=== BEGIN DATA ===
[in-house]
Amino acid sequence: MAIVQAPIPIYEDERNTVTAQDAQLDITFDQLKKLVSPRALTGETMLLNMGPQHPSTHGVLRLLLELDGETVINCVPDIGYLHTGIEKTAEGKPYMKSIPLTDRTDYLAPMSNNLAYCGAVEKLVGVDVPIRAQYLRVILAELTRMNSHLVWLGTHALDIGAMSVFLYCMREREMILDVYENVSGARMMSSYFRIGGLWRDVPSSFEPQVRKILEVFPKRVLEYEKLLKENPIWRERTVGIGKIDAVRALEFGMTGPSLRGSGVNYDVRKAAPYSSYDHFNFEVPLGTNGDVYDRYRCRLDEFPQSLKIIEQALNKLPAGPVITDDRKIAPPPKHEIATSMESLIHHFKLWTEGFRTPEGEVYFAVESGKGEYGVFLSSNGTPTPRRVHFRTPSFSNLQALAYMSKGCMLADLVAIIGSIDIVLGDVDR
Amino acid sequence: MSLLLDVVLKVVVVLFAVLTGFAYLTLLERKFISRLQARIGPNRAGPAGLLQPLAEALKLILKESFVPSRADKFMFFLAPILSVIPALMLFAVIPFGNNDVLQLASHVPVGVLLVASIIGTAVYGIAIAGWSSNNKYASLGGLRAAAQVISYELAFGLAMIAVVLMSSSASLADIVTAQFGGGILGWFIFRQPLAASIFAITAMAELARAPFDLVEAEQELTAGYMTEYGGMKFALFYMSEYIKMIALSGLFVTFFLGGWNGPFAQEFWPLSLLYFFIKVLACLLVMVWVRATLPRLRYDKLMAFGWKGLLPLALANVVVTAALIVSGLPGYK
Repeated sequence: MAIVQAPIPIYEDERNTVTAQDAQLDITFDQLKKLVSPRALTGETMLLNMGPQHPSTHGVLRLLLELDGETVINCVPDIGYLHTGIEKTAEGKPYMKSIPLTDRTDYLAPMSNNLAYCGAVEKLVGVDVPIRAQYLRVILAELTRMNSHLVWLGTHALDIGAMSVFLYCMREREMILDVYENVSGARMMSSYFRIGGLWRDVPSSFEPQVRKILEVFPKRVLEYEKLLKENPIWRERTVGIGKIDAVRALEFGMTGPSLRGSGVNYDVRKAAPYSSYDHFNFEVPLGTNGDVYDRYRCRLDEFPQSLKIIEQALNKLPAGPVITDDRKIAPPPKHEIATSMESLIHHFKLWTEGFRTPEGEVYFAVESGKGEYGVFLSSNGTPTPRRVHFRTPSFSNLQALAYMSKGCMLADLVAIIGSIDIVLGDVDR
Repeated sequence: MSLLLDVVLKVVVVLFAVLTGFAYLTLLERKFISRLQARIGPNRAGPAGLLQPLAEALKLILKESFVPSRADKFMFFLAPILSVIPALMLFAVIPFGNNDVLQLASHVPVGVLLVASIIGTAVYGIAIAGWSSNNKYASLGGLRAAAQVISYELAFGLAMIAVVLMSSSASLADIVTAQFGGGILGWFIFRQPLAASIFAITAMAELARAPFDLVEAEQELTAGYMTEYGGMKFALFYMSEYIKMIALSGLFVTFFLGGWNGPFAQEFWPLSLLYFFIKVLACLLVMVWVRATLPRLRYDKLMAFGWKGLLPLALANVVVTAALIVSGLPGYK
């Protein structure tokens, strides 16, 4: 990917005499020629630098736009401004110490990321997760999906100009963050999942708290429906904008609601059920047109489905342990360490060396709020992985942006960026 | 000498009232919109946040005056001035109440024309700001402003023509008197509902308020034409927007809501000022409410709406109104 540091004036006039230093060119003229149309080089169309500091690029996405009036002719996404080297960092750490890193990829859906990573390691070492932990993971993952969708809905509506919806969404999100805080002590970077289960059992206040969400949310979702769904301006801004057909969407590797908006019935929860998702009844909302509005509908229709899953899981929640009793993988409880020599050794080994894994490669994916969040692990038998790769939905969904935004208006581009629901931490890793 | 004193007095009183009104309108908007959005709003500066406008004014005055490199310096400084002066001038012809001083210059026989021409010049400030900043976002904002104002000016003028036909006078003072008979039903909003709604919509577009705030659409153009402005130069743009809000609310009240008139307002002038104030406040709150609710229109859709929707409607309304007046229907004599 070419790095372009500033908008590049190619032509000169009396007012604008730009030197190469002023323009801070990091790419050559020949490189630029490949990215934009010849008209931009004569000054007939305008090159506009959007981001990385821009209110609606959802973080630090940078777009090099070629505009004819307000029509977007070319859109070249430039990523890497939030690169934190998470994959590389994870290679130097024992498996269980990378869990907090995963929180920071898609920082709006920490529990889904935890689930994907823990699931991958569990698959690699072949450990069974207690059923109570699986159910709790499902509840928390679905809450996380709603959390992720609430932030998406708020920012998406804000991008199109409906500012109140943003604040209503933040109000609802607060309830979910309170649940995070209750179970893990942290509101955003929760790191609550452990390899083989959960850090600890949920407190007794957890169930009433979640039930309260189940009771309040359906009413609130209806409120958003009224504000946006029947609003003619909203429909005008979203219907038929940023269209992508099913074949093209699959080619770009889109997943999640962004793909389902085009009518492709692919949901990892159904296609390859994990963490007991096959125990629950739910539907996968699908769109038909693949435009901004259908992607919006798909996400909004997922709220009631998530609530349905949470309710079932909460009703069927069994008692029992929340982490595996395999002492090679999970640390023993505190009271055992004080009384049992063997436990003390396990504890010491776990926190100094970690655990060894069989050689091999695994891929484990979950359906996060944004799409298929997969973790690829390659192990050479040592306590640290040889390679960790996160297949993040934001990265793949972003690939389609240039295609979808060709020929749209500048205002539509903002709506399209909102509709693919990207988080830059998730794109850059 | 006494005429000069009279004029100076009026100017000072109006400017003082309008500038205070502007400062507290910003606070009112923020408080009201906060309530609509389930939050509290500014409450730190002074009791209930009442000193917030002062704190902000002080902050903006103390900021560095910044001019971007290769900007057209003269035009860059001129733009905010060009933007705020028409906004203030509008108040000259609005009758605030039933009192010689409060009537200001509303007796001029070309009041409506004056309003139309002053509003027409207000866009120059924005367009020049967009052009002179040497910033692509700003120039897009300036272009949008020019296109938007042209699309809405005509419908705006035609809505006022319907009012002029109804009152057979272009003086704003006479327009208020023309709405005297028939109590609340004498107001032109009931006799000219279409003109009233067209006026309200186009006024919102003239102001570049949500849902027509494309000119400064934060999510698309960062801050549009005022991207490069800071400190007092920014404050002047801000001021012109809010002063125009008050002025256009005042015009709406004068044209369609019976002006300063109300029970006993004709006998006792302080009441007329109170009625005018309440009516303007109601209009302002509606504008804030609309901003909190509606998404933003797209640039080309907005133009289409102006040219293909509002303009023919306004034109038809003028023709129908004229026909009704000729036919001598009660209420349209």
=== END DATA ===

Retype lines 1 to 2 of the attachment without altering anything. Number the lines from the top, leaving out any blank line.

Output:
[in-house]
Amino acid sequence: MAIVQAPIPIYEDERNTVTAQDAQLDITFDQLKKLVSPRALTGETMLLNMGPQHPSTHGVLRLLLELDGETVINCVPDIGYLHTGIEKTAEGKPYMKSIPLTDRTDYLAPMSNNLAYCGAVEKLVGVDVPIRAQYLRVILAELTRMNSHLVWLGTHALDIGAMSVFLYCMREREMILDVYENVSGARMMSSYFRIGGLWRDVPSSFEPQVRKILEVFPKRVLEYEKLLKENPIWRERTVGIGKIDAVRALEFGMTGPSLRGSGVNYDVRKAAPYSSYDHFNFEVPLGTNGDVYDRYRCRLDEFPQSLKIIEQALNKLPAGPVITDDRKIAPPPKHEIATSMESLIHHFKLWTEGFRTPEGEVYFAVESGKGEYGVFLSSNGTPTPRRVHFRTPSFSNLQALAYMSKGCMLADLVAIIGSIDIVLGDVDR